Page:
How to Get Fresh Air Into Your Apartment During Quarantine

The time has come for you to master the art of cross ventilation.

Apartment_Air_Cycle

Despite many states and business reopening — at least to some extent — we should still be doing our part by staying home as much as possible (and certainly working from home if your employer allows it). But as you plunge further and further into quarantine, the air in your home may have become increasingly dank, funky and reeking of week-old potato chips — none of which lends itself to a pleasant, agreeable breathing experience. There are some quick-and-easy ways to improve the air quality inside your home, though, so come along as we help you catch your breath.

The first and most obvious thing you can do to shepherd fresh air into your home is simply opening a few windows. But for the best results, you should really understand the delicate art of cross ventilation, which involves carrying cool exterior air into your home while forcing warm interior air outside. Creating a cross-breeze usually requires an inlet window, where fresh air can enter into your home, and an outlet window, which allows that new air to push old, potato-chip air outside.

While cross ventilation works best when you have windows on opposite sides of your home, you can also use fans to help propel the air throughout your space: Simply place one fan in front of your inlet window to blow outside air forward, through your space, then place a second fan in front of your outlet window, this time facing outward to blow the stale air outside.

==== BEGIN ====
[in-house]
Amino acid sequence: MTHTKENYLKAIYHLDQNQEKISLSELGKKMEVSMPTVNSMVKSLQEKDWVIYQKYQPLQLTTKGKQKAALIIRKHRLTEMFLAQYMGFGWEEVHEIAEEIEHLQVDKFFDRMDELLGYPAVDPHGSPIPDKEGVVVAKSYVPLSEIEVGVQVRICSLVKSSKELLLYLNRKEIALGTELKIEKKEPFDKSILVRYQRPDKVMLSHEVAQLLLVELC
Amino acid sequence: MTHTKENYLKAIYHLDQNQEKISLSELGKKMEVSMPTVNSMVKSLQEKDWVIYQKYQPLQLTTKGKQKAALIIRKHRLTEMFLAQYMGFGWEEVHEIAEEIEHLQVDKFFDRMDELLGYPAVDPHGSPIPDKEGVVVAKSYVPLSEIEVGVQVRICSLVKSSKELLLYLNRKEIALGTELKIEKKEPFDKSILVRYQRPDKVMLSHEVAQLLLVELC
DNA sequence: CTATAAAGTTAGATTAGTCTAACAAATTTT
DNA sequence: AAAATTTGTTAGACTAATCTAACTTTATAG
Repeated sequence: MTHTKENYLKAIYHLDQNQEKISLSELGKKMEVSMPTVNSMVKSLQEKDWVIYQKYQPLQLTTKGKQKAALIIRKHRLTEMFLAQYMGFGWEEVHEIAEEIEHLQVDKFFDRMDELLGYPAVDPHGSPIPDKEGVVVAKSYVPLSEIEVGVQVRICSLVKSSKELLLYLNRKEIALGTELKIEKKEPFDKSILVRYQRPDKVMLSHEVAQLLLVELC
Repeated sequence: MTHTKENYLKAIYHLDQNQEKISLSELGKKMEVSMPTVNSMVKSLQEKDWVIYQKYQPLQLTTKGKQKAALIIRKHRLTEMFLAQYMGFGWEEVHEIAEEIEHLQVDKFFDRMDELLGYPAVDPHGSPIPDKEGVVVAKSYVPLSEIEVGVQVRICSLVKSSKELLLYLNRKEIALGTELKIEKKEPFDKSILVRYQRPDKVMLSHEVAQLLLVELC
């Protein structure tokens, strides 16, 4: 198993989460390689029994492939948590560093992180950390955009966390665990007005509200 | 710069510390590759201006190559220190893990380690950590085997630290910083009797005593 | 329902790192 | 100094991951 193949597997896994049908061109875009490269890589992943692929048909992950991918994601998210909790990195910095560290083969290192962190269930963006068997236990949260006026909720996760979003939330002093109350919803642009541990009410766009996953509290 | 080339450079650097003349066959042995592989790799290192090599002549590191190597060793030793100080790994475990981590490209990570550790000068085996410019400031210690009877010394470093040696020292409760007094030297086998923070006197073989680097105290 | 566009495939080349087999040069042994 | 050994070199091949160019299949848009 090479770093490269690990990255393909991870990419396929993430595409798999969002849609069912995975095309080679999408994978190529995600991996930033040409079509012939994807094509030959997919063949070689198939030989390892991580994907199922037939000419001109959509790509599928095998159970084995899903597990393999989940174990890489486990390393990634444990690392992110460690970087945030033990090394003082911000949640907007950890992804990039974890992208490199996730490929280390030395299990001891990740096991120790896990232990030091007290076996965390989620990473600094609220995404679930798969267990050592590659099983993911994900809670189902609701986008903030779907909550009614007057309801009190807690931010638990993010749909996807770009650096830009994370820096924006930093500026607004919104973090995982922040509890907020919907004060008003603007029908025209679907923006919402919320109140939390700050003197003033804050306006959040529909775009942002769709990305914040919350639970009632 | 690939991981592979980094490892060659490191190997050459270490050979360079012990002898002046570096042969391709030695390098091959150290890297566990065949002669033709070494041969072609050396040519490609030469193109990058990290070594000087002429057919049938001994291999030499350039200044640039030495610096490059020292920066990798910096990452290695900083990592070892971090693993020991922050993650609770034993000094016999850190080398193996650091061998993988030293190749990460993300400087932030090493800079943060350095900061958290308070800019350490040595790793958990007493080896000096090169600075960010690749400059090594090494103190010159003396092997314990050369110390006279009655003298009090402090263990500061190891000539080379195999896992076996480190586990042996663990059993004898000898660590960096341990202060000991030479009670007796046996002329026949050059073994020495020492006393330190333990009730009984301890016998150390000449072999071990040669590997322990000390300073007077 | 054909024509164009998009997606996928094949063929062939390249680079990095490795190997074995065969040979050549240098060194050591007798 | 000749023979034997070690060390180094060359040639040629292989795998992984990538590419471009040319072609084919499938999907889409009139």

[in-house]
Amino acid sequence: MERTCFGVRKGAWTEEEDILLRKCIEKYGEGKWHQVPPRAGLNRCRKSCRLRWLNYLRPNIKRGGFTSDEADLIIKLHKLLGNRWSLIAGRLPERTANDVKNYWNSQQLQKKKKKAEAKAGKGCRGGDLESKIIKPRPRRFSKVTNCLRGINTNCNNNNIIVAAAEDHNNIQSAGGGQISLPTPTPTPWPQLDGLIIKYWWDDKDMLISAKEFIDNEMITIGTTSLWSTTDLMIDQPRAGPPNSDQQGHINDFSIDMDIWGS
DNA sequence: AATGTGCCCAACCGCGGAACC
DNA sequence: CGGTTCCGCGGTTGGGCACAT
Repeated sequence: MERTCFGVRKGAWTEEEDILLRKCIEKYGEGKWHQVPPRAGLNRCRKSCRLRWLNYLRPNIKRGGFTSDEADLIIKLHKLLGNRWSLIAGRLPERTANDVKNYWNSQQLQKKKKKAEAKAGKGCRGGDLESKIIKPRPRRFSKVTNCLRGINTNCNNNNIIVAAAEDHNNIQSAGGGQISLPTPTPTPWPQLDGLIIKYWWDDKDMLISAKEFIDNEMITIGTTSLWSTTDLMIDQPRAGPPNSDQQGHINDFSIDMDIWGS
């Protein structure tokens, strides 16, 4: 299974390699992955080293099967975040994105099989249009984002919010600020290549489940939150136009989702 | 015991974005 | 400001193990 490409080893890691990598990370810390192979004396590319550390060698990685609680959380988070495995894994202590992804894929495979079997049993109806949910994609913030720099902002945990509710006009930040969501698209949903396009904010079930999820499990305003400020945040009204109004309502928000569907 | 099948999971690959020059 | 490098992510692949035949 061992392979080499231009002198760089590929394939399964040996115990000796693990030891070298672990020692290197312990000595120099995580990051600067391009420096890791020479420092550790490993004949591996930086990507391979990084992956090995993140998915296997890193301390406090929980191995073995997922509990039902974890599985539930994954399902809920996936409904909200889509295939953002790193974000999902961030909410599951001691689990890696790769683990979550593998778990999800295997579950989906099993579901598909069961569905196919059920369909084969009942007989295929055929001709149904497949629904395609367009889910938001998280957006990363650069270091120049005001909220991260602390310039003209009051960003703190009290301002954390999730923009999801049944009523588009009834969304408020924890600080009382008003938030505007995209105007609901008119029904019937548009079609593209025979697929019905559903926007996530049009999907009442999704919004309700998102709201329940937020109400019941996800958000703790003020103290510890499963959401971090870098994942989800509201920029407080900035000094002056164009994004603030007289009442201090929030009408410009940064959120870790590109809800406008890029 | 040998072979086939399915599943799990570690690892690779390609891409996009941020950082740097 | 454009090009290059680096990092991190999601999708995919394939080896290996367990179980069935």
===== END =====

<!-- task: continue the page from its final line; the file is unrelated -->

As an added bonus, cross ventilation can help reduce the humidity in your home, keeping yourself cool and the air in your apartment fresh. “One thing people might not know is the mechanism behind why sweating cools us down and why humidity interrupts that,” explains Alex Klotz, an assistant professor in the department of physics and astronomy at California State University, Long Beach. “All the water molecules in our sweat are moving around with speeds distributed around some average, and the temperature of the sweat is related to that average speed. The faster molecules are more likely to escape into the air, and when that happens, the remaining molecules now have a lower average speed, because there are fewer molecules faster than the old average, which means the temperature has gone down — it’s the same mechanism as blowing on your soup. However, if the air is also full of water, then molecules will be landing on your skin at the same rate as they’re leaving, which means that there isn’t a net flux of fast molecules away from your skin.” Or in simpler terms, too much humidity prevents your sweat from doing its job of keeping you cool.

So crack open a few windows and put those fans to work. Oh, and maybe stop eating so many potato chips.